The Globe and Mail reports:
...in responding to questions in Vancouver, Mr. Harper uttered a phrase that had the opposition fuming. 'We will produce intensity-based targets over the short range and the long term and they will cover a range of emissions, not just carbon dioxide, but nitrous oxide, sulphur oxide, sulphur dioxide; so it will be a comprehensive plan,' the Prime Minister said.So Harper still doesn't get global warming.
[...] 'intensity-based' [...] means industries would have to reduce emissions per unit of production, such as per barrel of oil.
Lowering emissions per unit, however, does not mean that Canada's total output of greenhouse gases will decline. If, for example, there is an expansion in the oil sands, total levels of emissions would increase even if per-unit emissions decrease.
Ironically, Harper does not even understand his chosen target, smog. As Elizabeth May said in the Globe & Mail on October 11, 2006,
...a failure to confront the climate crisis, directly and soon, will result in more extreme heat conditions. The more 30-degree days that Canadians experience, the more smog days will occur.
Some people, like Blair King from Langley, Canada, say that May got it wrong, and Harper's plan would actually reduce smog. Further, "...environmental protection has to include more than just Kyoto. Let’s not let this useful piece of legislation get hijacked by special interests who seem unable to concentrate on more than a single issue at a time." But implementing Kyoto would actually help reduce smog. The two issues are linked, and it's people like May who understand this linkage. Here are two more reasons why she is right:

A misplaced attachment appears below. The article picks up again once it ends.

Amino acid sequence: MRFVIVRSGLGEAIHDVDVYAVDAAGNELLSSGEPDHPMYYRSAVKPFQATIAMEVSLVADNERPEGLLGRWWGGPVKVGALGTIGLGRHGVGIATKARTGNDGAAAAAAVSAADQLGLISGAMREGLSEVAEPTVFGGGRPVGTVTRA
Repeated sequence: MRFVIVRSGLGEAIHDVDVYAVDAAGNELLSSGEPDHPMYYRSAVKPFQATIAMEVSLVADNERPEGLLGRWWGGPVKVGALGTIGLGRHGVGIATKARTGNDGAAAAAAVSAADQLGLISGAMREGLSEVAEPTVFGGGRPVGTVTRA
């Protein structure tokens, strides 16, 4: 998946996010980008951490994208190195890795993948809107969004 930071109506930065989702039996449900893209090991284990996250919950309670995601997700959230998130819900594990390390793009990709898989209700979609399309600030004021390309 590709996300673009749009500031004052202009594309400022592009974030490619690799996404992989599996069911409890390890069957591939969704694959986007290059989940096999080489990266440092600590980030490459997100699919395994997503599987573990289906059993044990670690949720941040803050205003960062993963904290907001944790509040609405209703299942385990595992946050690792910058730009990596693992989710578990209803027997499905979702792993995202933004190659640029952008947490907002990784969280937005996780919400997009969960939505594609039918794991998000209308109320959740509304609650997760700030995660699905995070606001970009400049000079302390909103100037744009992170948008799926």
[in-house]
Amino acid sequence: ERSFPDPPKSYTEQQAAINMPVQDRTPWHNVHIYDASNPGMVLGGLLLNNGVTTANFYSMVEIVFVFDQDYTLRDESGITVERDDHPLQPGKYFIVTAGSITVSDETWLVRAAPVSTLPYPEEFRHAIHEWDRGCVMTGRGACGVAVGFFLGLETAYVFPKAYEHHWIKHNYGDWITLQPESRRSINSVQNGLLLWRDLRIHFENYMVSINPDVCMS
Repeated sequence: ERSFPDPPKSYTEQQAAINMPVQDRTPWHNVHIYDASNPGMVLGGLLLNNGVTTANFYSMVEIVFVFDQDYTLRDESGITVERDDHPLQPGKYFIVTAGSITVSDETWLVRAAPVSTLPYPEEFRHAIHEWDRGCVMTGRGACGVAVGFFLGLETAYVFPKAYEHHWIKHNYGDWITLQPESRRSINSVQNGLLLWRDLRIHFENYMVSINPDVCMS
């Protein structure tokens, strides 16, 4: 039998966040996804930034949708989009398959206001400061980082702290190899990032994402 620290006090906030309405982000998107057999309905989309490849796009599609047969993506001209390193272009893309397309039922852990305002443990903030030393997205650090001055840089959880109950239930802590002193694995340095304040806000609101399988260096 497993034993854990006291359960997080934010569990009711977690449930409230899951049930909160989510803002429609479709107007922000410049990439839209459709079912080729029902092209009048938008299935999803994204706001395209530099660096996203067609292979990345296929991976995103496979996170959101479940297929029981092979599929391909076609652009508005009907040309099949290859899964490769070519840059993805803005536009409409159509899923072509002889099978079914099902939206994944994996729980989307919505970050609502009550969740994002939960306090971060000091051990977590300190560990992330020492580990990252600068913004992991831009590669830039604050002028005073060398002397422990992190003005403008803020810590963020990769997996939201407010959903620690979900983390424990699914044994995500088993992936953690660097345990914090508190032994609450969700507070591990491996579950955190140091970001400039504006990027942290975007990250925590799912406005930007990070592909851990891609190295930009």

- Harper had said (above) that his "intensity-based" approach would apply: "... not just [to] carbon dioxide, but nitrous oxide, sulphur oxide, sulphur dioxide...." But nitrous oxide and sulphur dioxide are among the basic ingredients of smog.*
Combining the two effects, we could get:
more extremely hot days + a net increase in smog-causing emissions = even more smog
- A hard limit on smog-causing chemicals but not on greenhouse gases could also prove ineffective. This "compromise" idea is not too far-fetched. Harper repeatedly referes to the environmental achievements of the Mulroney Government, whose Acid Rain control program had limited net sulphur dioxide. But studies suggest that sulphur dioxide (an aerosol) actually creates a bit of shade from all that haze. This shading can counteract warming to some extent, regionallly or even globally. Scientists call it the "global dimming" effect. So if Harper decides on a net reduction in sulphur dioxide, it could reduce "global dimming" -- and cause more warming. Again, the net reduction in smog could be less than expected, due to the hot weather connection above -- unless there is also a net reduction in the causes of global warming, like carbon dioxide!
* Michael H from Edmonton, Canada makes a similar point.
Wednesday, October 11, 2006
Please give a warm welcome to ydzabelishensky!